“OK, see you to­mor­row. I love you. Merry Christ­mas.”

She kissed me on the head and closed the door be­hind her, a cold draft of air blow­ing in at me as I stood alone in the en­try hall. I looked back at the liv­ing room; the lights were all up and the presents were out, but I felt like some­thing was miss­ing.

“When’s every­one else com­ing?” I asked, re­al­iz­ing the night wasn’t over yet.

“I’m sorry, honey, I for­got to tell you. They de­cided they were stay­ing home this Christ­mas, but they’re go­ing to come down later and make up for it.”

“Oh.” I nod­ded as she kissed me on the head and said, “Merry Christ­mas,” a hot lump form­ing in my throat.

I know I was sup­posed to be too old for Santa Claus, but I still felt like ev­ery­thing was wrong, so I fig­ured I’d write him a let­ter any­way. I wrote care­fully, hold­ing back tears of dis­ap­point­ment, the sound of quiet Christ­mas car­ols still play­ing in the back­ground.

I called my dad to say Merry Christ­mas, then turned out the light and got in bed with one last sigh.

My eyes opened quickly, my in­ter­nal clock whistling the ar­rival of Christ­mas. I hopped out of bed and ran down to the liv­ing room, where my sis­ters, in-laws, and mom were al­ready chat­ting and drink­ing cof­fee. I got the as­sorted can­dies and trin­kets from my stock­ing and spread them out across the floor, the yelps and gig­gles of the baby mix­ing with the mu­sic, chat­ter, and dogs.

Af­ter a while I re­al­ized that, even though ev­ery­body was cheery, even my mom, ap­a­thy slightly laced the air. I tried talk­ing to all my fam­ily; they were all very kind and seem­ingly fine, but that giddy Christ­mas feel­ing seemed to be gone. A strange feel­ing of anger and dis­con­tent be­gan to grow in­side me as I opened presents and watched the dogs slide across the red brick floors un­til, fi­nally, I qui­etly went to my room and looked through some of my presents.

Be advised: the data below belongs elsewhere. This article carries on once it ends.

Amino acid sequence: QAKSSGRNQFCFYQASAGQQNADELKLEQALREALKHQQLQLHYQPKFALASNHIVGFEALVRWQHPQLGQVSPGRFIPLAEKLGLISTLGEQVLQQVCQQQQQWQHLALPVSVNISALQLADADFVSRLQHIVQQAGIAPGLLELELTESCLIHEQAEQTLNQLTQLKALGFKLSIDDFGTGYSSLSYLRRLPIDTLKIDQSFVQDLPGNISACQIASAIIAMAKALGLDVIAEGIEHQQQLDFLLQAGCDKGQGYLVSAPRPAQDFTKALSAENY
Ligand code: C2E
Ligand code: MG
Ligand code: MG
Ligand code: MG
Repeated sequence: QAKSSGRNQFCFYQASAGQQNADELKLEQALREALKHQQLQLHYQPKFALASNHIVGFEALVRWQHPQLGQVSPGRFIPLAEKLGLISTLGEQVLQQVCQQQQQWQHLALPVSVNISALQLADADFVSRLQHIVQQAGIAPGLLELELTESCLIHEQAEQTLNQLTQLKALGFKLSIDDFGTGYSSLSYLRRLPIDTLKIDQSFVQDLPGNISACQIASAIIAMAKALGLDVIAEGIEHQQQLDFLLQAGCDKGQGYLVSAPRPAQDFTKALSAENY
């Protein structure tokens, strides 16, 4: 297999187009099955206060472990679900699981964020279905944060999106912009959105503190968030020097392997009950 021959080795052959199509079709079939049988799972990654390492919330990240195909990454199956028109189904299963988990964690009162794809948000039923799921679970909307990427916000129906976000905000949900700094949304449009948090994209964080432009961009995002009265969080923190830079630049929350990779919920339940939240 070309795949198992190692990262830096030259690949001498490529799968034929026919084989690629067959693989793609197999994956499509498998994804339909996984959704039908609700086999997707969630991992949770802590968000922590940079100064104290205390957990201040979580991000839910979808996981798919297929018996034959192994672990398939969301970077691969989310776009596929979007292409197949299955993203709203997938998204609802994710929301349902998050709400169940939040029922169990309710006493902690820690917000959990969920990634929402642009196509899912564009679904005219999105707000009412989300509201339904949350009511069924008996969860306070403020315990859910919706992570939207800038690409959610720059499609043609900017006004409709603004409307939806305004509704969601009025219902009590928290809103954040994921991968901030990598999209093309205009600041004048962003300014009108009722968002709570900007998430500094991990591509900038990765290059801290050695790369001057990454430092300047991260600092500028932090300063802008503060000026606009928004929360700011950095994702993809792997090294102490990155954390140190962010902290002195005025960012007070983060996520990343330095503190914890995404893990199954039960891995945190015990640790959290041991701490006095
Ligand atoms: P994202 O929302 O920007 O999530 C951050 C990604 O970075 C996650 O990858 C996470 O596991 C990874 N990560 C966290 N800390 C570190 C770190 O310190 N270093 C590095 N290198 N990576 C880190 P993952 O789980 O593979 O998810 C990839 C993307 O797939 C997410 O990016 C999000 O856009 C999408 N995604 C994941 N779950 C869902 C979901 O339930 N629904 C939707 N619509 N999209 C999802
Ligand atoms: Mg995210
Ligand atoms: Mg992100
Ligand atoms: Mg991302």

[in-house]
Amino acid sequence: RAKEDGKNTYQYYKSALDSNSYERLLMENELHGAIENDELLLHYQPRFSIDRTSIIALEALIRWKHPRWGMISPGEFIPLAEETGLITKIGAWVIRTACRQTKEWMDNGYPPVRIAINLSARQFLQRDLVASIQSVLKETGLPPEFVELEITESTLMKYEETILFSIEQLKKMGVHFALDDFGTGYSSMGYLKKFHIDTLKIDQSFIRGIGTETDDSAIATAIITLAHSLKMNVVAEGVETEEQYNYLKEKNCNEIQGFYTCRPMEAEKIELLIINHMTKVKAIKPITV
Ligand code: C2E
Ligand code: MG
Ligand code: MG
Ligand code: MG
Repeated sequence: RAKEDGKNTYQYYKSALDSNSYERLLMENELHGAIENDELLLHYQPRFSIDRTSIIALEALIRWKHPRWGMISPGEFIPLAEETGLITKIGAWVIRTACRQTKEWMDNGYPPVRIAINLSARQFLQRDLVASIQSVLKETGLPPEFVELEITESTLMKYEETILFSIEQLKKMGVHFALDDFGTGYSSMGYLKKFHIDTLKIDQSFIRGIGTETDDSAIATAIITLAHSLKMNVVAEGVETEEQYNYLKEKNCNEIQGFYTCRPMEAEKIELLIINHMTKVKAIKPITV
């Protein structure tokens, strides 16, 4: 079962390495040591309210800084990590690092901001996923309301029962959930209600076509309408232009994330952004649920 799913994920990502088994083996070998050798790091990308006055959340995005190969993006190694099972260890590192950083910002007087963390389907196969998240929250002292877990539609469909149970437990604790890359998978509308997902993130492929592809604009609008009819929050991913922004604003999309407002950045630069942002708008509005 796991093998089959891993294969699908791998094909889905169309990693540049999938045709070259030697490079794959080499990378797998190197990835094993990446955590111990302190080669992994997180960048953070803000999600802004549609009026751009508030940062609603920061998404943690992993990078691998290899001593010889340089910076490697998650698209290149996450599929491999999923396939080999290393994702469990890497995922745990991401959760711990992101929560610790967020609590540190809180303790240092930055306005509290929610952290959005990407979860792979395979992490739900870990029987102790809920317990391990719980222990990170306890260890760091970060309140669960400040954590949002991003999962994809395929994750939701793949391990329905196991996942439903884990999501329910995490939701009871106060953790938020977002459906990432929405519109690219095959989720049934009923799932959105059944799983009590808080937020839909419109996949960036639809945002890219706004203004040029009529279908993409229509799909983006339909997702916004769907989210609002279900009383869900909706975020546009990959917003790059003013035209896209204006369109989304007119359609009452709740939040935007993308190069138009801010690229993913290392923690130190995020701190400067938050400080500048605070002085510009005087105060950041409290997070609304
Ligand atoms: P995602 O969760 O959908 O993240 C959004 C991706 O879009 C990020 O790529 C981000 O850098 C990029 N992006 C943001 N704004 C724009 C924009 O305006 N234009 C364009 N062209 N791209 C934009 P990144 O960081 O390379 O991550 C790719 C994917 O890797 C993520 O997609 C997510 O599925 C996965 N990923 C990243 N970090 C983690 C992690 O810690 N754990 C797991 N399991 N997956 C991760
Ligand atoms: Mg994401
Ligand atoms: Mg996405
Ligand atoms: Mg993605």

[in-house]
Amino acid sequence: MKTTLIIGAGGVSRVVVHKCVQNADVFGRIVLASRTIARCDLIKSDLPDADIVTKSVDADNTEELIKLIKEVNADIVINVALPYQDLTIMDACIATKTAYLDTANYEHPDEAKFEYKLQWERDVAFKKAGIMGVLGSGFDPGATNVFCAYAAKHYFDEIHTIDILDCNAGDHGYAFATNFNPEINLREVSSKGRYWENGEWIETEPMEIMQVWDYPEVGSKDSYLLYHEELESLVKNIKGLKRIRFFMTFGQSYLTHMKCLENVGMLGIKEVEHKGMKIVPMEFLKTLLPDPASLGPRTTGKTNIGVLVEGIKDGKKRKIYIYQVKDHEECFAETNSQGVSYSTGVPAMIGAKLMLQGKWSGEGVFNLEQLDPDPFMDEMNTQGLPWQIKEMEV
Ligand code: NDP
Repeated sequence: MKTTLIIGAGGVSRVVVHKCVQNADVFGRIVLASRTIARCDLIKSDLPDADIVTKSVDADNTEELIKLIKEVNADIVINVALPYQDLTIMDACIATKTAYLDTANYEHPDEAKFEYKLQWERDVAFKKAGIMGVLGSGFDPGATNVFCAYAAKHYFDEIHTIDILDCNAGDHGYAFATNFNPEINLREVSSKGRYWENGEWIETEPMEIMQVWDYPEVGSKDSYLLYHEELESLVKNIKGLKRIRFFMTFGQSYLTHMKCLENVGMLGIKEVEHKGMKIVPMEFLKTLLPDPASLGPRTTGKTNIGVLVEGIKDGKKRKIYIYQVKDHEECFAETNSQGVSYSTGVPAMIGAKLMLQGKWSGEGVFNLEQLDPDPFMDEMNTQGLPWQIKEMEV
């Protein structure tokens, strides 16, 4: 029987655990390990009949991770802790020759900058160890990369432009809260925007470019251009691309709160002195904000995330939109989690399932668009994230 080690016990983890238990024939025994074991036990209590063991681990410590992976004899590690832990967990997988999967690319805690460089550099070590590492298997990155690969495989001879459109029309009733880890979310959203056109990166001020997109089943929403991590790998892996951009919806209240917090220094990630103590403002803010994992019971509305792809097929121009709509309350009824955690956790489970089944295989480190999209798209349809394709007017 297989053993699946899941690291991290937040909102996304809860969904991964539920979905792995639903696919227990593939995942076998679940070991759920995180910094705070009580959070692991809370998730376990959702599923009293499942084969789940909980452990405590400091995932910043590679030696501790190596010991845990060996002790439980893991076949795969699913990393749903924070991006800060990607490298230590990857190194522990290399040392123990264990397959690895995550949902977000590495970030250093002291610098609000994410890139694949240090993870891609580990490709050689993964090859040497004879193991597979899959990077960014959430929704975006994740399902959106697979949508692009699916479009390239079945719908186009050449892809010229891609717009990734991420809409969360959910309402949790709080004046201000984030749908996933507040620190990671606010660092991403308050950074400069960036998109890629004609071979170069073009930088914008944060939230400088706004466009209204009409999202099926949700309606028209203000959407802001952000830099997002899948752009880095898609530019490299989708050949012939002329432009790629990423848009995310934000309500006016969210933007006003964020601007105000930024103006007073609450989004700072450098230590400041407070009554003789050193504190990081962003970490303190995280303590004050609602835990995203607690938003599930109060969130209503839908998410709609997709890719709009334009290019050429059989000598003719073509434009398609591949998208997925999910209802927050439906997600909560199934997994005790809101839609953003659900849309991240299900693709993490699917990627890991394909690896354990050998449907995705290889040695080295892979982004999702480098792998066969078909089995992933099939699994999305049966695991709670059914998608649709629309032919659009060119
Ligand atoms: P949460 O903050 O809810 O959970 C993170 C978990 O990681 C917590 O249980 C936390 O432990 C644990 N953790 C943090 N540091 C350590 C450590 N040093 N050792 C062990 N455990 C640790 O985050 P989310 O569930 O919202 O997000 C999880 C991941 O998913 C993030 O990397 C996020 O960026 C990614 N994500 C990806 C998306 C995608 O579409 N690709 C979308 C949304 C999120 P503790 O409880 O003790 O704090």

Af­ter a while, my sis­ters came in and sat down near me, both smil­ing but ob­vi­ously con­cerned that I wasn’t join­ing them. “What’s the mat­ter?” my old­est sis­ter asked. “Well, last night I didn’t do al­most any of the things I usu­ally do on Christ­mas. Even though grandma died, ev­ery­body seems happy, but I feel dif­fer­ent, like some­thing’s miss­ing.”

“I’m sorry. It’s been a lit­tle dif­fer­ent this year be­cause of grandma, but even so, ev­ery­body’s here to­gether and cel­e­brat­ing. Maybe it’s some sort of prob­lem of yours. Just come back for a lit­tle while, OK? Christ­mas has only started.” They both kissed me sweetly on the head and then went back out to join the group.

I thought about this for a while be­fore fi­nally go­ing back out to join the oth­ers.

“Here you go,” my mom said, hand­ing me a green pack­age beau­ti­fully adorned with the words “Merry Xmas, Grandma” writ­ten in sil­ver. I smiled, tears welling in my eyes. As I looked on at the room full of cheer and love, I re­al­ized some­thing that grandma had al­ways taught us— hold dear on the hol­i­days and in life; hap­pi­ness never dies.